Mental health, employment and gender. Cross-sectional evidence in a sample of refugees from Bosnia-Herzegovina living in two Swedish regions

Soc Sci Med. 2006 Apr;62(7):1697-709. doi: 10.1016/j.socscimed.2005.08.019. Epub 2005 Sep 19.


Large regional differences regarding access to employment have been observed amongst persons from Bosnia-Herzegovina coming to Sweden in 1993-1994. This has led to questions about the role of mental health. To explore this further, postal survey questionnaires were distributed to a community sample (N = 650) that was stratified and, within strata, randomly selected from a sampling frame of persons coming to Sweden from Bosnia-Herzegovina in 1993-1994. Four hundred and thirteen persons returned the questionnaire providing a response rate of 63.5%. The aim was to increase knowledge about the relationship between mental health and employment in the chosen population. The main mental health outcome measure was the Göteborg Quality of Life instrument from which 360 respondents were grouped according to low or high symptom levels. Data were cross tabulated (chi2-tested) against background variables such as age, gender and occupational status, and then tested using binary logistic regression. Binary logistic regression revealed unemployed men but not women, and women who had been working for longer periods during 1993-1999, to be associated with high levels of symptoms of poor mental health. Women living in the urban region were also overrepresented in the high symptom group. These findings indicate that, job occupancy is important to the health of men in the study. However, for the women, further understanding is needed, as job occupancy at some level as well as living in the urban region appear to be associated with poor mental health.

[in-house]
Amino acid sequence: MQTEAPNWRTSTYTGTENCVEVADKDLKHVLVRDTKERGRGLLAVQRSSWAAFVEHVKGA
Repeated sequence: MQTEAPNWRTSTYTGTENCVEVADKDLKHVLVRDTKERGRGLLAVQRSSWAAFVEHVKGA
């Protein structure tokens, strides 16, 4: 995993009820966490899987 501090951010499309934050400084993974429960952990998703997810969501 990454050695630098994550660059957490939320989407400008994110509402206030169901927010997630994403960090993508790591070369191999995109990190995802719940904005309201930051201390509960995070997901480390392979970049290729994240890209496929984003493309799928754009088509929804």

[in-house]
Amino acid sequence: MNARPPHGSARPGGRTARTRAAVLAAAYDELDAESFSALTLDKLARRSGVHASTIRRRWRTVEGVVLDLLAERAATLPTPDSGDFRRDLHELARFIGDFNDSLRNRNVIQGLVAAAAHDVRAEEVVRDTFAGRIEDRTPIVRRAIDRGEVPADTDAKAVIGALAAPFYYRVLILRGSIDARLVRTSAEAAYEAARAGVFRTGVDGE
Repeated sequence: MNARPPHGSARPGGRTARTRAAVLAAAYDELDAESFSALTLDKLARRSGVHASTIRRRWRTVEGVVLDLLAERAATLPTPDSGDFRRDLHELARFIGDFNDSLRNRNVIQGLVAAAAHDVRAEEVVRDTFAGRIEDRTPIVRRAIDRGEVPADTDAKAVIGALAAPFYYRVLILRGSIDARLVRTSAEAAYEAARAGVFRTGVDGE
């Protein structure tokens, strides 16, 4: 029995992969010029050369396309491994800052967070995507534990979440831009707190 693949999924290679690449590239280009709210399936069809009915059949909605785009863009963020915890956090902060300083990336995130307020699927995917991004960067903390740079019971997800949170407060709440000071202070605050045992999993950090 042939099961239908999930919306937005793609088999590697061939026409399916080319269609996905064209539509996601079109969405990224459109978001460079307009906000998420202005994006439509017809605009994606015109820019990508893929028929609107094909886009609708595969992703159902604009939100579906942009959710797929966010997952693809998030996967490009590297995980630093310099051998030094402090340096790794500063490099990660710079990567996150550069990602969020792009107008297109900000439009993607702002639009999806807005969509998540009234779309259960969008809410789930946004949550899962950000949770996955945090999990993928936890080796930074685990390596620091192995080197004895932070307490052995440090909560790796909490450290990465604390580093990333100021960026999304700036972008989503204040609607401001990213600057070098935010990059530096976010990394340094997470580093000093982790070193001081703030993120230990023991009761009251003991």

Publication types

  • Multicenter Study
  • Research Support, Non-U.S. Gov't

MeSH terms

  • Adult
  • Aged
  • Bosnia and Herzegovina / ethnology
  • Cross-Sectional Studies
  • Employment*
  • Female
  • Health Surveys
  • Humans
  • Logistic Models
  • Male
  • Mental Health*
  • Middle Aged
  • Quality of Life
  • Refugees / psychology*
  • Sex Factors
  • Sweden